Outdoor play for Dutch children declines

‘Dull play areas’ are the reason why two-thirds of Dutch children never play outside or only once a week, according to research. This alarming trend equates to a 10 per cent rise in the last five years. And since 2013 the number of children playing outside daily has dwindled from 20 to 14 per cent.

It means that out of 1.2 million children in primary school, there are more than a million are no longer playing outside every day. The research was carried out by Kantar Public for Jantje Beton, a Dutch charity that works with children and is committed to promoting play.

What’s keeping them inside?

The study included generational differences. Some 69 per cent of the children’s grandparents played more outside than inside, while 65 per cent of parents played outside more often and only 10 per cent of children play more outside than indoors.

The research revealed children prefer playing indoors due to the ‘dulness of the play areas’. Children were also asked what outdoor games could make playing outside more exciting. Six out of ten children indicated outdoor play would be more fun if more activities were organised and if there would be more squares or lawns to play on. Children aged 6 to 8 years old said playing outside would be more fun if there was less traffic on their streets.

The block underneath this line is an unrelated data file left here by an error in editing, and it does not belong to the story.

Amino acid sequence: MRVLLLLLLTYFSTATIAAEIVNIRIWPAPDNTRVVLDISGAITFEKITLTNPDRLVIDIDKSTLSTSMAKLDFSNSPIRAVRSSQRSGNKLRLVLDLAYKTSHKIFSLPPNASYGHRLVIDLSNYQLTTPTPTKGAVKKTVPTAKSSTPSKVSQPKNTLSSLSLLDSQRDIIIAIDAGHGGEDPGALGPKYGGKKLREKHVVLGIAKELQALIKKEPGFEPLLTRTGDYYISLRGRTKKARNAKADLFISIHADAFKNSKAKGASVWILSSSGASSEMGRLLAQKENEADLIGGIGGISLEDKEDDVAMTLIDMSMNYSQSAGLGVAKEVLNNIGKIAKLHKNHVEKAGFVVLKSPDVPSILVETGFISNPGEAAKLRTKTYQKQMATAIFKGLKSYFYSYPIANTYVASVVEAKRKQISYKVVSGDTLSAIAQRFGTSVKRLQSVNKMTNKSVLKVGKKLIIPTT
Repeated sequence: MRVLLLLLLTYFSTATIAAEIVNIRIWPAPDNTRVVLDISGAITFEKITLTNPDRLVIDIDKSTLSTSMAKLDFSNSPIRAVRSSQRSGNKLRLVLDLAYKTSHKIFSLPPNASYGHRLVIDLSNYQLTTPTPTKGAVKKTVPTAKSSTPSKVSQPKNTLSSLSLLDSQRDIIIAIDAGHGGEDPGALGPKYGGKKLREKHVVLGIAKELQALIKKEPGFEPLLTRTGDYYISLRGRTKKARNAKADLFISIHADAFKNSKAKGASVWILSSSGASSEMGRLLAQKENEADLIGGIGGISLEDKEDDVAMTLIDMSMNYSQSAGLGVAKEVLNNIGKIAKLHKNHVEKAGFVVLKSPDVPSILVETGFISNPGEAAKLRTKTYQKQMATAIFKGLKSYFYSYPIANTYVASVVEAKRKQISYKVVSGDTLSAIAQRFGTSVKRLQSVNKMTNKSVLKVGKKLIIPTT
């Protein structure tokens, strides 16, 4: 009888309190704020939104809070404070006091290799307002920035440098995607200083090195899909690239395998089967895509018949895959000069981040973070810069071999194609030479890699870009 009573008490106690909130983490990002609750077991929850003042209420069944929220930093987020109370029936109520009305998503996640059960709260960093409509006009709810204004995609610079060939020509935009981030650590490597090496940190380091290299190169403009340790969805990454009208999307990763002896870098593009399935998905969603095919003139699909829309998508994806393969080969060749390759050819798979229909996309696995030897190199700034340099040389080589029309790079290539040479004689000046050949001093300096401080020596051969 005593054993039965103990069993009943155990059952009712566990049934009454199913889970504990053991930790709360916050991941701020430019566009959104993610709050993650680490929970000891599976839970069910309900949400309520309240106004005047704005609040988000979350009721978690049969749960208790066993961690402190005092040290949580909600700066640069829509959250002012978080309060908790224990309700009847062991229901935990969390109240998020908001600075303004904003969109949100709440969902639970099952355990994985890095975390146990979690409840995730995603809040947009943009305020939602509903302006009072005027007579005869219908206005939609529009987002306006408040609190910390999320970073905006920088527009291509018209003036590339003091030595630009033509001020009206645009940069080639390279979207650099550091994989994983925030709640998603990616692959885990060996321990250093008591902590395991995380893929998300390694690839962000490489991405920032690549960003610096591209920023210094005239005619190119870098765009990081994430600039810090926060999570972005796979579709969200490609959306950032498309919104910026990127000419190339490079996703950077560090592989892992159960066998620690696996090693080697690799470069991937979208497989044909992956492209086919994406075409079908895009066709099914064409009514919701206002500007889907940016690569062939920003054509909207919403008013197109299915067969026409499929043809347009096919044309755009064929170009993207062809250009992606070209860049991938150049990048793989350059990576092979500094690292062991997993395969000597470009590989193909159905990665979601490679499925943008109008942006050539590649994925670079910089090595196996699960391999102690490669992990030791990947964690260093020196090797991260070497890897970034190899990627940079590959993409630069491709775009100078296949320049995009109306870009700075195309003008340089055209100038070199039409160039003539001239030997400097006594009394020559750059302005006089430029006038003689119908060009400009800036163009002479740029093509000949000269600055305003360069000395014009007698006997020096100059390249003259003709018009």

The most favourite play areas were the schoolyard, the garden and nature/forest. Children ranked skate parks and ‘hangjongeren’ as their least favourite. ‘Hangjongeren’ are specially designed by Dutch municipalities for the youth to ‘hang out’. These hangout areas are often not in the middle of a residential area and consists of a vandal-resistant bench with shelter from the rain (for example the feature image).

When it comes to accessing favourite play places across genders, boys preferred playing on laws, skate parks and football fields. Girls preferred playing in the garden and on a small playground with play equipment.

 

With thanks to Julia Zvobgo, Cultural Anthropologist and the Community Manager of Child in the City.

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